Myanmar cyclone death toll soars past 22,000: state radio
YANGON, Myanmar may 06 2008
- The cyclone death toll soared above 22,000 on Tuesday and more than 41,000 others were missing as the international community prepared to rush in aid after the country's deadliest storm on record, state radio reported.
Up to 1 million people may be homeless after Cyclone Nargis, some villages have been almost totally eradicated and vast rice-growing areas are wiped out, the World Food Program said.
Some aid agencies reported their assessment teams had reached some areas of the largely isolated region but said getting in supplies and large numbers of aid workers would be difficult.
Images from state television showed large trees and electricity poles sprawled across roads and roofless houses ringed by large sheets of water in the Irrawaddy River delta region, which is regarded as Myanmar's rice bowl.
"From the reports we are getting, entire villages have been flattened and the final death toll may be huge," Mac Pieczowski, who heads the International Organization for Migration office in Yangon, said in a statement.
Shari Villarosa, the top American diplomat in Yangon, told NBC's "Today" show that the cyclone had knocked huge trees in the country's largest city.
"And it blew down a significant portion of them, some of these are 6, 8, 10 stories tall — huge trees, 6 feet, 5 feet in diameter. So they came down on roofs," she said.
State radio also said that Saturday's vote on a military-backed draft constitution would be delayed until May 24 in 40 of 45 townships in the Yangon area and seven in the Irrawaddy delta, which took the brunt of the weekend storm. It indicated that the balloting would proceed in other areas as scheduled.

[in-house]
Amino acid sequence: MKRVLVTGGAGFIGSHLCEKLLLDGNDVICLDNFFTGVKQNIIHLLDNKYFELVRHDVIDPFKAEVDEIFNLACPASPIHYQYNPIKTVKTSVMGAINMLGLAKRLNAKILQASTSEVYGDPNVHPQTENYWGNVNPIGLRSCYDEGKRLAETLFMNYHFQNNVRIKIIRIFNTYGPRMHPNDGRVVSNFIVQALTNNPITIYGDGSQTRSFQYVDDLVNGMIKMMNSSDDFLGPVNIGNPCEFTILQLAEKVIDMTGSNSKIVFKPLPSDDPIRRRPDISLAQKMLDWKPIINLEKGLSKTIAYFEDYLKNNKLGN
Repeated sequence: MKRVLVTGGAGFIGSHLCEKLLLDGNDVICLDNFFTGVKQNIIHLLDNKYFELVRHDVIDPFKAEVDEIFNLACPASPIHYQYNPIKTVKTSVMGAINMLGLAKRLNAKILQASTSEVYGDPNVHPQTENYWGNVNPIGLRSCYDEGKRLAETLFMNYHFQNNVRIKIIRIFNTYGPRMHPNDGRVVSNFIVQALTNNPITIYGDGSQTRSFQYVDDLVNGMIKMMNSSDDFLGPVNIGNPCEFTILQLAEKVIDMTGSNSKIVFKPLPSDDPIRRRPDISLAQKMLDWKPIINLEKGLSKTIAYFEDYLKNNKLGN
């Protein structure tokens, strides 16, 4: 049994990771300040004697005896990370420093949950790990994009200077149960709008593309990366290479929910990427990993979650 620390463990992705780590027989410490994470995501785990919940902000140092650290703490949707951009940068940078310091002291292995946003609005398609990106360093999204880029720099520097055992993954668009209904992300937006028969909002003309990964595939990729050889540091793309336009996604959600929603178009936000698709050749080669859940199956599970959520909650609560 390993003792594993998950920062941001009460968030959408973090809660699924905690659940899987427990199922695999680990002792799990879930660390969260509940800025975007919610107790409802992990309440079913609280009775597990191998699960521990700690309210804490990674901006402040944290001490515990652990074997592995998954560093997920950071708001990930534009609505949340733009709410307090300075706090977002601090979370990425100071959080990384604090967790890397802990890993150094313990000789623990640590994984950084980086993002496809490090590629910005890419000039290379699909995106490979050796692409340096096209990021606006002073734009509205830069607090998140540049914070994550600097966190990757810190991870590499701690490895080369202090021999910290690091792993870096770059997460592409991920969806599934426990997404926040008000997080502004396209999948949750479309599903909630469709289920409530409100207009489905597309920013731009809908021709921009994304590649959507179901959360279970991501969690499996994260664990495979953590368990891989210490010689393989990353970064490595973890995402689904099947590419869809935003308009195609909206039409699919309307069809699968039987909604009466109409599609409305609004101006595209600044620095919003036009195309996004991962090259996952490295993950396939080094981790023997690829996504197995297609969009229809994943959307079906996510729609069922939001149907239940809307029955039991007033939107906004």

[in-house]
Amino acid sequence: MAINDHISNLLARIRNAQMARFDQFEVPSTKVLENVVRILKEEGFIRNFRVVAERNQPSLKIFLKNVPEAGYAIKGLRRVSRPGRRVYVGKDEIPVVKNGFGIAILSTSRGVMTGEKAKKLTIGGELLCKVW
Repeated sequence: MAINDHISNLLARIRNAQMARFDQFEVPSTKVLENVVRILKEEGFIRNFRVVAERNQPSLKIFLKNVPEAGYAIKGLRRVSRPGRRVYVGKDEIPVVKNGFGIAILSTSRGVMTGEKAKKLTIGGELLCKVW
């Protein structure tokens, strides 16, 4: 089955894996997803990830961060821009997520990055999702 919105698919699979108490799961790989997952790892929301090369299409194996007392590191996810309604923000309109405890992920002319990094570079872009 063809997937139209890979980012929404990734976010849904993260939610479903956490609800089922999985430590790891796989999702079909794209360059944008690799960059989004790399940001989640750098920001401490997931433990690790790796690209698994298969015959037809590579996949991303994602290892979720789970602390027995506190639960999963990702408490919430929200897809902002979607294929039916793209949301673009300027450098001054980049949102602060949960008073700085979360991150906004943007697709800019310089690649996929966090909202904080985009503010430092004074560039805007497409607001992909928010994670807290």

The decision drew swift criticism from dissidents and human rights groups who question the credibility of the vote and urged the junta to focus on disaster victims.
Myanmar's generals have hailed the referendum as an important step forward in their "roadmap to democracy." It offers the first chance for voters to cast ballots since 1990, and the probability is high they will approve the constitution — a legal framework the country has lacked for two decades.
But critics, including the United Nations, the United States and human rights groups, question whether it will lead to democracy.
Myanmar has been under military rule since 1962. Its government has been widely criticized for suppression of pro-democracy parties such as the one led by Nobel Peace Prize laureate Aung San Suu Kyi, who has been under house arrest for almost 12 of the past 18 years.
At least 31 people were killed and thousands more were detained when the military cracked down on peaceful protests in September led by Buddhist monks and democracy advocates.